Another Icelandic tradition is their giant Yule Cat who is said to roam the snowy countryside at Christmas. Farmers traditionally used this cat as an incentive for their labourers to work hard. Those that did received new clothes and those that didn’t were devoured by the beast!

 

Krampus – Austria

Stemming from Austro-Bavarian Alpine folklore, Father Christmas is not the only image that springs to mind at this time of year in Austria. The Krampus, Saint Nicholas’ evil accomplice, is a devilish beast who roams the streets in search of badly-behaved children. If he encounters a naughty one, he will capture them and whisk them away in his sack.

People dress up as the Krampus throughout December, complete with hooves, horns, and clanking chains, ready to frighten children. There is even a Krampus parade in Vienna each year. Be on your best behaviour, kids!

 

Galette des Rois – France

Although the Galette des Rois, or “Kings’ Cake”, is eaten on January 6th (Epiphany) and not during the lead up to Christmas, we have included it on this list as it still falls within the Yuletide period.

The cake consists of layers of flaky puff pastry with a dense apple or frangipane centre. In some parts of France, as well as in Spain where it is known as the “Roscón de Reyes”, the pastry is a ring-shaped brioche with sugar and candied fruits, similar to a crown in its shape and colours.

In France, the tradition is to hide a porcelain figure, originally a broad bean, inside the galette before it is baked. This charm is known as a “fève”. The youngest in the room then hides under the table. They then dictate to whoever is cutting the cake above which piece should be allocated to which person. If you are the lucky one to find the fève in your piece, you are named the king. You then receive a paper hat to wear and may dish out orders to others at the party.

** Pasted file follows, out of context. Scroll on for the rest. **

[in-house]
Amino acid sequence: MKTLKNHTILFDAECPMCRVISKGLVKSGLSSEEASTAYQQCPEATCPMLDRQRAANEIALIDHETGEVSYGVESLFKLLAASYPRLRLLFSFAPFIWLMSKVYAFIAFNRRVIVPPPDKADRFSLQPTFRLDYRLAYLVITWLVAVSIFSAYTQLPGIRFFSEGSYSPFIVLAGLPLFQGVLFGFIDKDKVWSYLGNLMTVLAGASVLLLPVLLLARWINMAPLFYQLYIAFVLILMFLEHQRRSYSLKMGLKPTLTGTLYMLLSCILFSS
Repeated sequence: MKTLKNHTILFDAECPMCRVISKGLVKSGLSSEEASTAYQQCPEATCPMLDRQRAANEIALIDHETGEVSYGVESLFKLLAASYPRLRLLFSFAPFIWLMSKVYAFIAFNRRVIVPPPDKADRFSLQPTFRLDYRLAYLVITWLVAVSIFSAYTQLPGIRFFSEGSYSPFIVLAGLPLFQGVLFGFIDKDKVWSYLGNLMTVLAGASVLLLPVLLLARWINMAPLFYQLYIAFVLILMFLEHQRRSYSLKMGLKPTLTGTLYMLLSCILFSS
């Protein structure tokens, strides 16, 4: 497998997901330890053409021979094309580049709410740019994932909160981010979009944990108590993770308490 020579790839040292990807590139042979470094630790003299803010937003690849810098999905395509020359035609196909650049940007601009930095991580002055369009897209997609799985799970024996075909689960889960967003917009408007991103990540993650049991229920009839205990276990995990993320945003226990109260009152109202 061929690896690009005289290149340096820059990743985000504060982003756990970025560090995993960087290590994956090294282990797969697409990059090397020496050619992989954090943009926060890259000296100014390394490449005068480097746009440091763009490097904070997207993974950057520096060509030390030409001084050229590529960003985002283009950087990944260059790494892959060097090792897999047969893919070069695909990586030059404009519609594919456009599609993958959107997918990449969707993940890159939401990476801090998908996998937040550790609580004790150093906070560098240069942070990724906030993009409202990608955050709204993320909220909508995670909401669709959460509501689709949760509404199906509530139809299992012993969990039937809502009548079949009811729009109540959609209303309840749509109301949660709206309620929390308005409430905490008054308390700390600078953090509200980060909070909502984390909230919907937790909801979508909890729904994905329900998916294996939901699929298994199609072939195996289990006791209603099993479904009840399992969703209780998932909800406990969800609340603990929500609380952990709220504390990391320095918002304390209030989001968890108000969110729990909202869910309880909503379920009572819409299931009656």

Broom Hiding – Norway

The third Nordic nation to make this list, in Norway it is said that Christmas Eve coincides with the arrival of mischievous spirits and witches. According to Norwegian folklore, this is the day when they take to the skies and get up to no good!

Since the preferred mode of transport for witches is on their broomsticks, it is a tradition for families in Norway to protect themselves by hiding their brooms and other cleaning supplies attached to sticks before going to bed.

 

Tió de Nadal – Catalonia

Although an English translation of Tió de Nadal would be “Yule Log”, it is important not to confuse the chocolate dessert with this Catalan character.

Often called Caga Tió, or “poo log”, this persona is a wooden log with a painted smiley face at one end. He wears a traditional Catalan hat, a “barretina”, and may be described as the equivalent of Father Christmas in Catalonia.

As the tradition goes, Caga Tió is cared for by children throughout December, until Christmas Eve. His rear end is covered with a blanket to keep him warm, and he is fed turrón and other treats every night. The more food you feed Caga Tió, the more presents you are supposed to receive.

On Christmas Eve, the children beat the log with sticks while singing traditional songs. Then they leave him alone for a while. When they next see him, Caga Tió has pooed out their Christmas presents! Then, once he has fulfilled his Christmas destiny, he is thrown onto the fire with the other logs.

 

We hope you enjoyed learning about these unusual Christmas traditions around the world! Why not find out how to say Merry Christmas in other languages?

Maybe you have some exciting cultural content of your own instead that would benefit from translation. Please feel free to browse our tourism translation page for more information.